Agave: Redis-like server in pure Crystal

For the past week or so I’ve been experimenting with creating a Redis-like server in Crystal (which I’ve published under the name Agave) because a few things occurred to me:

  • Most of the common data types Redis uses are Crystal language primitives
  • The Redis protocol is ridiculously simple (even RESP3 isn’t that bad despite supporting far more data types)
  • Using a fiber per connection made it incredibly easy to get up and running
  • Redis is single-threaded, so it’s the closest thing to an apples-to-apples performance comparison I’d be able to make

I’m not simply reimplementing Redis, though there is significant overlap with it currently. Instead, I’m trying to make something a bit more consumer-friendly that supports some of the same common use cases. Redis treating nearly everything as arrays of strings (because very little of the Redis ecosystem actually supports RESP3) is pretty irritating to work with in practice.

Use cases I’ve tested so far:

  • Caching (GET cache-key / SET cache-key cached-value EX 3600)
  • Distributed locking (SET lock-name lock-value EX 30 NX / EXPIRE lock-name 30)
  • Distributed counters (INCR counter / INCRBY counter 10)

And defining new commands is simple. Here’s the actual implementation of GET:

require "../commands"

Agave::Commands.define "get" do
  check_expired! key


The performance is pretty great so far, too, despite the fact that I’ve done almost no optimization. I’ve been checking performance between Redis and Agave when used as a cache, storing the processed HTML from 100,000 posts on, all keys having expiration timestamps. After running that on a loop for about 2 hours, this is the current/total resource usage:

I don’t believe this performance will be universally applicable, but considering the most common use case I’ve seen for Redis is as a cache I figured it was the best place to start.

Current features

After only about a week (a holiday week at that), due to Crystal’s expressiveness and performance, I was able to cram in all of these features:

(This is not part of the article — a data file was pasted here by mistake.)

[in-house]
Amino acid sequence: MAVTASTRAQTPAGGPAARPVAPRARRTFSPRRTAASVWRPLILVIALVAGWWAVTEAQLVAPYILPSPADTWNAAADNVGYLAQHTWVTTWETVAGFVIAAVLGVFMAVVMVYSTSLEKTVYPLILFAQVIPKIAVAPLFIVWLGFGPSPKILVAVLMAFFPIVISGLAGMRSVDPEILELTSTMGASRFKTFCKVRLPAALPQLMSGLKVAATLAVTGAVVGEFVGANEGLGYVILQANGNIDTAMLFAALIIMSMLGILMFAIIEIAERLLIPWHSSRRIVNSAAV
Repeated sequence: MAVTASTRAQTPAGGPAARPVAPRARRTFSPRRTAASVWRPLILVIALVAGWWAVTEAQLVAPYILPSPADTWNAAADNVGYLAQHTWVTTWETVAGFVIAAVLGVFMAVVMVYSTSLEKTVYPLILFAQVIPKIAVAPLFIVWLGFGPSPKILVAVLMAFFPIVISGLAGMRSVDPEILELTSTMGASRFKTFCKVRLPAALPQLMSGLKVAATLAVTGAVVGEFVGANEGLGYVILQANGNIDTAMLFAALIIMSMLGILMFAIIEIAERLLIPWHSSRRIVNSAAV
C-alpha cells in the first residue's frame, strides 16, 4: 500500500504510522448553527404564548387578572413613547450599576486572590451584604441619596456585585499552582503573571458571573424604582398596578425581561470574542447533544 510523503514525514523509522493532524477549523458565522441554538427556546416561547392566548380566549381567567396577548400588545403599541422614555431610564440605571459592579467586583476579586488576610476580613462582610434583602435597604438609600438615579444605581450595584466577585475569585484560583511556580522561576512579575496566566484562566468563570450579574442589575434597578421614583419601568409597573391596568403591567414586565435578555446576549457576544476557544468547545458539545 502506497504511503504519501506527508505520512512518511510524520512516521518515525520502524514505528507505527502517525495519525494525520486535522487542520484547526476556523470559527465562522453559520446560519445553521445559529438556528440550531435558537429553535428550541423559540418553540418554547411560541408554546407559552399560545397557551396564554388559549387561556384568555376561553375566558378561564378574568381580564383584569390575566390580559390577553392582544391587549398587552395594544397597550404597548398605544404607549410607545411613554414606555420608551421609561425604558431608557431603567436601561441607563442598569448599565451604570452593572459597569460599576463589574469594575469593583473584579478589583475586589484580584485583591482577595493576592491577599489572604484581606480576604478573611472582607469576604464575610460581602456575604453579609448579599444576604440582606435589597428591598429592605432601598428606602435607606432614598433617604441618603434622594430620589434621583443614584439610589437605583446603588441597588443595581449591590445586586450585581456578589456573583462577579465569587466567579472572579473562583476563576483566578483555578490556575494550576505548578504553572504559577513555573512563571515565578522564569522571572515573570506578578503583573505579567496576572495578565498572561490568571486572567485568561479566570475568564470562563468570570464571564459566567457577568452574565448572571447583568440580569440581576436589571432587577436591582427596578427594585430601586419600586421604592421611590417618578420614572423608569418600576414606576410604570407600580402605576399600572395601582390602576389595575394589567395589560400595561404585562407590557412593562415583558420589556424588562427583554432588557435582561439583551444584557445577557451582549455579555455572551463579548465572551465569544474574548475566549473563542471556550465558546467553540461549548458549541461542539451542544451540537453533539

• Data types
    • Strings
    • Integers
    • Floats
    • Booleans (not sure how useful this one is, tbh, but I’m experimenting)
    • Timestamps
    • Lists (implemented with Array)
    • Hashes
    • Sets
  • Setting values only if they do/don’t exist, to support distributed locks
  • Key expiration for both caching and crash recovery for holders of distributed locks
  • Atomic counters
    • I originally implemented integer types with Atomic(Int64) for lock-free INCR (fun fact: Atomic didn’t make values any heavier in memory) but I needed creation and deletion needed to be part of that operation, so I stuck with mutexes
  • Automatic snapshots
    • Same frequency as Redis in its highest-traffic state
    • No AOF equivalent yet

Still needs tests for a lot of functionality, though. Since this started as a throwaway experiment, I’ve written very few. But now that I see performance is so close to Redis even without optimization and it’s been so easy to add features, I’d like to continue development.


This is cool. I am trying to do something similar but instead of a server protocol it would be an embedded DB. Same idea though – use Crystal data types (just Hash, Set, and Array) and have them persist to disk with an AOF similar to Redis.

It’s still early days, but GitHub - mgomes/wraithdb: Embedded NoSQL database for Crystal lang


Nice! I didn’t even think about an embedded version, but that’s probably due to working primarily in distributed systems where stateful workloads are deployed and scaled separately from services that consume them.

I like that you use MessagePack for serializing state to disk. I’d started doing that, too, but then I realized I was already using RESP for data over the wire, so I just used that instead. :joy:

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@jgaskins Awesome project!

If it’s already on par with Redis “as-is”, I can’t wait to see it after your optimizations!

Please, let us know!

(It’s because of projects like yours that I like Crystal more and more everyday. It’s so powerful and, at the same time, so developer friendly)